Together: designing an inclusive picture book to explore children’s concepts of family.

How do children conceptualise kinship? This project investigates how children from different linguistic and cultural backgrounds develop concepts of family and relatedness.

What did the project involve? 

This Ideas Exchange designed and produce a wordless children’s picture book titled ‘Together’ in collaboration with a professional illustrator. This picture book will be used as a research stimulus to explore how children (4-10 years old) understand kinship and social belonging. ‘Together’ is deliberately abstract, with ‘tangram’ shapes rather than human or animal figures as characters, and a circular narrative structure. The team hoped this will allow children and caregivers to talk about family and social bonds in the broadest sense and explore different interpretations of these concepts. The book was designed to encourage children’s creative expression and was made available to other social scientists working on child development.

The team ran a workshop on the theme of family to pilot this book. The goal of the workshop, which was held in a primary school, was to explore contemporary understandings of family. During the workshop, children were invited to reflect on the special words different languages have for family members. Queer kinship language is vastly under-documented and this research hoped to amplify the voices of children and parents who may be innovating new kinship language. Children also narrated and discussed the contents of the picture book, an activity that will feed into further book development. The workshop aimed to give a space to children, teaching staff and caregivers to talk about what family means in contemporary UK society and to consider the diverse forms family can take. The research team hoped that the workshop went some way towards widening ideas of what is ‘normal’ and help children and their families embrace difference.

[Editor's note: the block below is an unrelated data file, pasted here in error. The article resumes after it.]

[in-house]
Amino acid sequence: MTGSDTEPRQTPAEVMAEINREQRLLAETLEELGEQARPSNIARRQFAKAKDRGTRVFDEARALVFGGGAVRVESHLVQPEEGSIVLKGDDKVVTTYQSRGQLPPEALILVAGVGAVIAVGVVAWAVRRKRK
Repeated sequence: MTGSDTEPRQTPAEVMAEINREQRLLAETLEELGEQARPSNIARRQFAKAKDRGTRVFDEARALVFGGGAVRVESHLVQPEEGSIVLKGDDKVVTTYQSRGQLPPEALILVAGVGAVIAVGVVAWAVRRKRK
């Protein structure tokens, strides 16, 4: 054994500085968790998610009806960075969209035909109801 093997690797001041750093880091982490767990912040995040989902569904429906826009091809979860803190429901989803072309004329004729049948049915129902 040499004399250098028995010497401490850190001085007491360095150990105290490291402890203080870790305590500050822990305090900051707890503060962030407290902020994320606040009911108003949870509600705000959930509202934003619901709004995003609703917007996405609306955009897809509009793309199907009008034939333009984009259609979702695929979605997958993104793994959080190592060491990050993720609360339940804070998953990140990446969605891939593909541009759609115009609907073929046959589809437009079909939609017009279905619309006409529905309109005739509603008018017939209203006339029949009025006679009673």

Who are the team and what do they bring?

  • Alice Mitchell (Anthropology and Archaeology) has conducted anthropological fieldwork with children in Tanzania and in the UK. Alice uses her Linguistic Anthropological expertise within the Varikin Project.
  • Beatrice Paterson-Achenbach works in Sociology and Children’s Literature and has extensive experience of working in schools.
  • Fiona Jordan (Anthropology and Archaeology) is an evolutionary and linguistic anthropologist who studies cultural evolution, seeking to understand cultural diversity. She is particularly interested in kinship and language.
  • Helena Napier (Graphic Designer) will aid the team in the design and production of the picture book “Together”.
  • Elly Barnes (Educate and Celebrate, an organisation that transforms schools into LGBT+ friendly environments) will facilitate the team’s connection with Bristol schools.

What were the results?

The team will scope further funding opportunities and explore possibilities for producing a fully illustrated ‘commercial’ book. They plan to analyse the story data collected during the workshop and will potentially begin work on a research paper. The picture book itself will be used as a research tool within other research projects including the European Research Council funded project VariKin.